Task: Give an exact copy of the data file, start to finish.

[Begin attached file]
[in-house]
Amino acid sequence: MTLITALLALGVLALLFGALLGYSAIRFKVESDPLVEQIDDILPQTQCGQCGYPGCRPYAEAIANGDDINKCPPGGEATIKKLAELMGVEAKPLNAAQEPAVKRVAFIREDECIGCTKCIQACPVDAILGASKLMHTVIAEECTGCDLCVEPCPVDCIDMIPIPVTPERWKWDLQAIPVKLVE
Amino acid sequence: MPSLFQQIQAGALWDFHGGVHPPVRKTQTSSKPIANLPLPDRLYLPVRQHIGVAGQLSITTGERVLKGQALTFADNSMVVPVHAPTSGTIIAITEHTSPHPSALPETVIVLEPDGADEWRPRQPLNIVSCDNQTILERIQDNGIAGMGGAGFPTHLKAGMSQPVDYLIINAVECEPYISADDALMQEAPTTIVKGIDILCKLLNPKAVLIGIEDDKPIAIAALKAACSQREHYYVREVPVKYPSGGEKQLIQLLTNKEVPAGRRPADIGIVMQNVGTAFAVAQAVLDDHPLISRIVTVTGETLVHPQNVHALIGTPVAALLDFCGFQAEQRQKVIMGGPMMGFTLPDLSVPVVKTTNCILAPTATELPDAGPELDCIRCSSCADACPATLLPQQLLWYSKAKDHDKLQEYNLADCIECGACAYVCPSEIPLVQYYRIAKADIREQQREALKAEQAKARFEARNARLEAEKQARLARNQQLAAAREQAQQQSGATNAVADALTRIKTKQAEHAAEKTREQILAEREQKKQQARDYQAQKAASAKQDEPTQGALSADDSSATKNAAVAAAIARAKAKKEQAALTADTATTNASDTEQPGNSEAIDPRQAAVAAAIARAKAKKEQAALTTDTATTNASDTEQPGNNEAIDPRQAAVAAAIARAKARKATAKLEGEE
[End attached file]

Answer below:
[in-house]
Amino acid sequence: MTLITALLALGVLALLFGALLGYSAIRFKVESDPLVEQIDDILPQTQCGQCGYPGCRPYAEAIANGDDINKCPPGGEATIKKLAELMGVEAKPLNAAQEPAVKRVAFIREDECIGCTKCIQACPVDAILGASKLMHTVIAEECTGCDLCVEPCPVDCIDMIPIPVTPERWKWDLQAIPVKLVE
Amino acid sequence: MPSLFQQIQAGALWDFHGGVHPPVRKTQTSSKPIANLPLPDRLYLPVRQHIGVAGQLSITTGERVLKGQALTFADNSMVVPVHAPTSGTIIAITEHTSPHPSALPETVIVLEPDGADEWRPRQPLNIVSCDNQTILERIQDNGIAGMGGAGFPTHLKAGMSQPVDYLIINAVECEPYISADDALMQEAPTTIVKGIDILCKLLNPKAVLIGIEDDKPIAIAALKAACSQREHYYVREVPVKYPSGGEKQLIQLLTNKEVPAGRRPADIGIVMQNVGTAFAVAQAVLDDHPLISRIVTVTGETLVHPQNVHALIGTPVAALLDFCGFQAEQRQKVIMGGPMMGFTLPDLSVPVVKTTNCILAPTATELPDAGPELDCIRCSSCADACPATLLPQQLLWYSKAKDHDKLQEYNLADCIECGACAYVCPSEIPLVQYYRIAKADIREQQREALKAEQAKARFEARNARLEAEKQARLARNQQLAAAREQAQQQSGATNAVADALTRIKTKQAEHAAEKTREQILAEREQKKQQARDYQAQKAASAKQDEPTQGALSADDSSATKNAAVAAAIARAKAKKEQAALTADTATTNASDTEQPGNSEAIDPRQAAVAAAIARAKAKKEQAALTTDTATTNASDTEQPGNNEAIDPRQAAVAAAIARAKARKATAKLEGEE